September 20, 2006 12:18 PM
by Christina Fuoco
While recording their yet-to-be-titled new album for 2007, pop-punkers Good Charlotte harkened back to their teen years, when they spent hours in their rooms listening to new music. They wanted to resurrect that feeling of having fun.
"The new album is influenced by the pop sensibility of super-melodic bands like The Police or Oasis," said Joel Madden, Good Charlotte's lead singer. "I think we've become comfortable with the melodic side of our music, and on this album we totally embrace it."'
The band--which also includes Madden's twin, guitarist Benji Madden, guitarist Billy Martin and bassist Paul Thomas--took its time recording the forthcoming album, which marks the return of producer Don Gilmore, who helmed Good Charlotte's 2000 self-titled debut
"We don't really feel the need to rush," said Joel Madden of the band's first album since 2004's platinum-selling "Chronicles of Life and Death." "We just want it to be right, and as time has gone on and things have developed, we feel the need to spend more time to make it exactly the way we want it."
Benji Madden said in a press release that the new album feels like Good Charlotte's first effort "and anytime you have the opportunity to make a first impression, you really want to look your best and leave people with a good feeling."
Although the album is fun, Joel Madden said, it also addresses serious issues like heartbreak. While he is in a much-publicised relationship with teen sensation Hilary Duff, his brother just exited a long-term affair. According to Joel, that allowed for a perfect balance on the album.
Joel Madden talked with LiveDaily about his production team, the Dead Executives (with Benji Madden and John Feldmann of Goldfinger), working with Don Gilmore and returning to clubs for Good Charlotte's fall tour.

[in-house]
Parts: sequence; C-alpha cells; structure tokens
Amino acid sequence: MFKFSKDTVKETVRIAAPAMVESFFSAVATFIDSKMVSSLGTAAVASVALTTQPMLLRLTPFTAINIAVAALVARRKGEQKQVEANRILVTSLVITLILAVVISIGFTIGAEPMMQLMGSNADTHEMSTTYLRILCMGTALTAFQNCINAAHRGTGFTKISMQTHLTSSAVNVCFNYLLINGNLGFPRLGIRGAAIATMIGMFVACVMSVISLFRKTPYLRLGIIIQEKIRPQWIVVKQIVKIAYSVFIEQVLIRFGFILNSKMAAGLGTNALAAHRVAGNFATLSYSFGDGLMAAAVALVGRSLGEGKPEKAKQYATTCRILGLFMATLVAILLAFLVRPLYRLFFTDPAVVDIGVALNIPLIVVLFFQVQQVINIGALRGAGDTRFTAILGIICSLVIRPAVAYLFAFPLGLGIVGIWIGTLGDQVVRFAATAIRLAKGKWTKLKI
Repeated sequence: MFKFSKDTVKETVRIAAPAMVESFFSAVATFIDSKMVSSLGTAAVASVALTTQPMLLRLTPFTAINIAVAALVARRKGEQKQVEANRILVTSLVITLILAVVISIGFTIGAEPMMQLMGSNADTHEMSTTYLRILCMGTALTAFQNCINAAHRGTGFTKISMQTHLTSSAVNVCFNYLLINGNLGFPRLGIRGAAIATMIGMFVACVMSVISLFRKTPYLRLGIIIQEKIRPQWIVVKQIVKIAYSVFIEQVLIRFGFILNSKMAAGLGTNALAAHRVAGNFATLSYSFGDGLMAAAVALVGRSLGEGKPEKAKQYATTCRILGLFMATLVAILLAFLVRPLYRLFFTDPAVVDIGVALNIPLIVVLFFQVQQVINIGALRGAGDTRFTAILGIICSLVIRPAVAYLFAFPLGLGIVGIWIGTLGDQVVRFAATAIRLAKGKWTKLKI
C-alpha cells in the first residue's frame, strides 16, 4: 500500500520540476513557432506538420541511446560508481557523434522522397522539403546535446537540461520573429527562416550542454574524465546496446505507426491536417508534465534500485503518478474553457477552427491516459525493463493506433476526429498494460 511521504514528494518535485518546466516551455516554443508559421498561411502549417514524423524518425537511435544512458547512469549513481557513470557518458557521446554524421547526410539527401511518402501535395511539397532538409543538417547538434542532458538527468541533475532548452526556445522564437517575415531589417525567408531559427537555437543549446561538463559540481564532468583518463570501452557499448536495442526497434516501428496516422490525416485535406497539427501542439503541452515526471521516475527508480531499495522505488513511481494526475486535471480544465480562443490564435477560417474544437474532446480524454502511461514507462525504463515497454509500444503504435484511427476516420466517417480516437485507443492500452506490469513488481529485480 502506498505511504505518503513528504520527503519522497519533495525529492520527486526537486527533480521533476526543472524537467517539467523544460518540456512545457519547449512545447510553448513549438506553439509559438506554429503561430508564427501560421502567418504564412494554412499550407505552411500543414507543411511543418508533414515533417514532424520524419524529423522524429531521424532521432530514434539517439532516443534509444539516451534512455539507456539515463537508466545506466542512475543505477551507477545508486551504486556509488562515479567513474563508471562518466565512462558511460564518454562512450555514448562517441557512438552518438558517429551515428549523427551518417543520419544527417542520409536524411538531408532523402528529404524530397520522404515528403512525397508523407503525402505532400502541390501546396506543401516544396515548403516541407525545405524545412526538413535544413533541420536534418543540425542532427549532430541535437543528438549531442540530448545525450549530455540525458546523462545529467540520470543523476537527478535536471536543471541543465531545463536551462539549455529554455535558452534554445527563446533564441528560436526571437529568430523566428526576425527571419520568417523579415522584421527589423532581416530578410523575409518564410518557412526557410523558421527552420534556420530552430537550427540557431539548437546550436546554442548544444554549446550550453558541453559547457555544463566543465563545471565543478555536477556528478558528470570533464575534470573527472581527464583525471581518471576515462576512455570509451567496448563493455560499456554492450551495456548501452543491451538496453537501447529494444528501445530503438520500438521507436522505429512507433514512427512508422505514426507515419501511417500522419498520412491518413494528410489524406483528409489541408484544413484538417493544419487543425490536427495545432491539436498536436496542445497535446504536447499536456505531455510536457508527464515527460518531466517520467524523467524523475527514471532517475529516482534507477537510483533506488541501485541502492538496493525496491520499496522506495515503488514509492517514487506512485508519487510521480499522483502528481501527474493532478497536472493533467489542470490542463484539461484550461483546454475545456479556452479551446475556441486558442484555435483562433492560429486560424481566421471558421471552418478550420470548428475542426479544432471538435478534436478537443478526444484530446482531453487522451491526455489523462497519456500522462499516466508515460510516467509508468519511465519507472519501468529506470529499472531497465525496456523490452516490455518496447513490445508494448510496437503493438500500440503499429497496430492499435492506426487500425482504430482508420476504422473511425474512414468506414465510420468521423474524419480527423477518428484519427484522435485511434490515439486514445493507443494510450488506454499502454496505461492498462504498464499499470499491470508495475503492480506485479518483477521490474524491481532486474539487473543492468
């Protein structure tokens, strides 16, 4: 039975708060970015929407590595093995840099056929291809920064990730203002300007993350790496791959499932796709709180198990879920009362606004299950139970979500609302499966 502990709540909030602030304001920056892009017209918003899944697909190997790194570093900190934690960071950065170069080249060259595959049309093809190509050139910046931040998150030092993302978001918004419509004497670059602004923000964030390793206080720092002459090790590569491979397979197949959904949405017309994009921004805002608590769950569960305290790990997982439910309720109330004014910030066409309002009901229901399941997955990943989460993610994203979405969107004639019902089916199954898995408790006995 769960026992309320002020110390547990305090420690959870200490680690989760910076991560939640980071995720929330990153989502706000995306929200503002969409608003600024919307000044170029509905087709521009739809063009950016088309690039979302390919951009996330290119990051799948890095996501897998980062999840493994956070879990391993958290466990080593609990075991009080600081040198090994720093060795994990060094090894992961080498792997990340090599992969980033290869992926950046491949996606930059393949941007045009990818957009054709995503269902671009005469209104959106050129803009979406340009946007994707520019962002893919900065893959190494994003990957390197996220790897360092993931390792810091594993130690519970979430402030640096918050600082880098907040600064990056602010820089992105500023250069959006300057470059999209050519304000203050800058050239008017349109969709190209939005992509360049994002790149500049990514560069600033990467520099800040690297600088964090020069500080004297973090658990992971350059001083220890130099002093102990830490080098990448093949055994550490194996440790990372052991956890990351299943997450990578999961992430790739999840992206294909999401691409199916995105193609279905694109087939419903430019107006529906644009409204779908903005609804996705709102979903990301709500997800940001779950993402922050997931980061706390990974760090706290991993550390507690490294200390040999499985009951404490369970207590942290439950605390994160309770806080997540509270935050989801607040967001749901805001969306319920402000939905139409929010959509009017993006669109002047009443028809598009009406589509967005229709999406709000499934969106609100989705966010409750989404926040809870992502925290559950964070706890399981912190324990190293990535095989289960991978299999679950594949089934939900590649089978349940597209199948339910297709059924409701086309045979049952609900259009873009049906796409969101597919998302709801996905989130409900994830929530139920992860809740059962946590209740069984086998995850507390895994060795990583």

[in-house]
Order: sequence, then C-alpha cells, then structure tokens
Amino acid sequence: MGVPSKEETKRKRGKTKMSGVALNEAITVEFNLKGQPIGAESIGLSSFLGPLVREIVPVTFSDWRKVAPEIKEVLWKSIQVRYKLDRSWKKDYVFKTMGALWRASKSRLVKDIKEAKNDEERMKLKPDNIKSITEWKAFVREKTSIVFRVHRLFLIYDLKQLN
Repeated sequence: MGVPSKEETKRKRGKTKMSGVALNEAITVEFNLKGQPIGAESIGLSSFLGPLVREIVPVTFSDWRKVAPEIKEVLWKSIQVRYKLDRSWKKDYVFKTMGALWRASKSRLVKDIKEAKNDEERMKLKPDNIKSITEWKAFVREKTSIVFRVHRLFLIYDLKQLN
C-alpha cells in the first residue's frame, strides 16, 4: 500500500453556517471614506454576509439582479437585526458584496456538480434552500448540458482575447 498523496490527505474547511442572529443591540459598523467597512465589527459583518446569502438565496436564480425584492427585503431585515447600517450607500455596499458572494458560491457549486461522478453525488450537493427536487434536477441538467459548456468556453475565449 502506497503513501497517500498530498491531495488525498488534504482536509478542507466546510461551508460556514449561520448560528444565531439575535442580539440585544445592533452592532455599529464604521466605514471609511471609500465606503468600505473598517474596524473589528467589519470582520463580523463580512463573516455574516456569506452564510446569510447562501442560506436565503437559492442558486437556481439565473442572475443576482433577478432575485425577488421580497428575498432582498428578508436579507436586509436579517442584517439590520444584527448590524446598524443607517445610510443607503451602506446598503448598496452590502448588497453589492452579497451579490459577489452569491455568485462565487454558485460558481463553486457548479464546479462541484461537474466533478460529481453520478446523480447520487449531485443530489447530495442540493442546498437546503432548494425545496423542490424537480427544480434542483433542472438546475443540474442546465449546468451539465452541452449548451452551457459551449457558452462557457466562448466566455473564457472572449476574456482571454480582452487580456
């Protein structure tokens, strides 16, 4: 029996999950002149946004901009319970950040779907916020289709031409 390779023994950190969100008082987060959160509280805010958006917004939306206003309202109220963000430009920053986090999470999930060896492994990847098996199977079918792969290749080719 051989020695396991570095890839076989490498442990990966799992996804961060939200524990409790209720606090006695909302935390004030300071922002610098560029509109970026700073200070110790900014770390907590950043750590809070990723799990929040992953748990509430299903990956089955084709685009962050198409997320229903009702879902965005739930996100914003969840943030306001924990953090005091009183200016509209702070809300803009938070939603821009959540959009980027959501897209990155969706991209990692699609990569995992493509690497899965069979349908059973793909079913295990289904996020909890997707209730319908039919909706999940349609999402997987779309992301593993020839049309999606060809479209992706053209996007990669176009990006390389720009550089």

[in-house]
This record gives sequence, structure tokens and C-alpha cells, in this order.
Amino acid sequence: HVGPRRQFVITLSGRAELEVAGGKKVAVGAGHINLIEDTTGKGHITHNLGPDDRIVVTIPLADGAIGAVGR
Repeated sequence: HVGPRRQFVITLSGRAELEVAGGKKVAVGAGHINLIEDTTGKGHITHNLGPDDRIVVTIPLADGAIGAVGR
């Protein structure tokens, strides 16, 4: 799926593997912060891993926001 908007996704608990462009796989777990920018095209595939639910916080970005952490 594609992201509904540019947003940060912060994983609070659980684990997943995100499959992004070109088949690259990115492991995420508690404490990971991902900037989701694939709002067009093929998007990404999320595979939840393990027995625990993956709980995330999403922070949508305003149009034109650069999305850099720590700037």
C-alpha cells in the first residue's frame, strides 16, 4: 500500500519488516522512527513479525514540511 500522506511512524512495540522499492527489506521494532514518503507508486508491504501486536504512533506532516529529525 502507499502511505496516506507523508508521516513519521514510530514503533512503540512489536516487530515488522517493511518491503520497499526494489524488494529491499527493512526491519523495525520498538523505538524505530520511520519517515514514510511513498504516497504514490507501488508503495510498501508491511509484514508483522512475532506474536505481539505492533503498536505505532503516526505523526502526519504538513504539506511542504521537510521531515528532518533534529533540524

LiveDaily: Are you looking forward to touring the United States again? It seems like it's been a long time.
Joel Madden: Yeah, it's going to be fun. It's been awhile. In America, it's been since about last December, so almost a year. We were on tour in the rest of the world, and that was about nine months ago.
I understand you're going to play smaller venues this fall. Was that important to you?
I think that we wanted to, first of all, do something special for our fans. Give our fans an opportunity to see us just in a real close and personal setting. For us, we kind of miss the clubs. We've been touring so long in arenas and amphitheaters. This tour isn't too long. It's only a month, but we wanted to play venues that we chose, venues that we love. Not that we don't love playing arenas, too, but it's exciting to play small clubs.
You can really feed off the crowd's energy in smaller venues, too.
It's been so long since we've been able get sweaty and play a power set. We're looking forward to it.
How does the new album fit in with your catalog?
The new stuff is definitely very energetic and a little bit up-tempo. We're going to play a couple new songs on this tour.
It sounds like it has a much more fun feel to it.
The last one ["The Chronicles of Life And Death"] was a little dark, which I think it was where we were at. I love this record. It definitely just feels good.
In working with the Dead Executives, what were you able to bring over into Good Charlotte?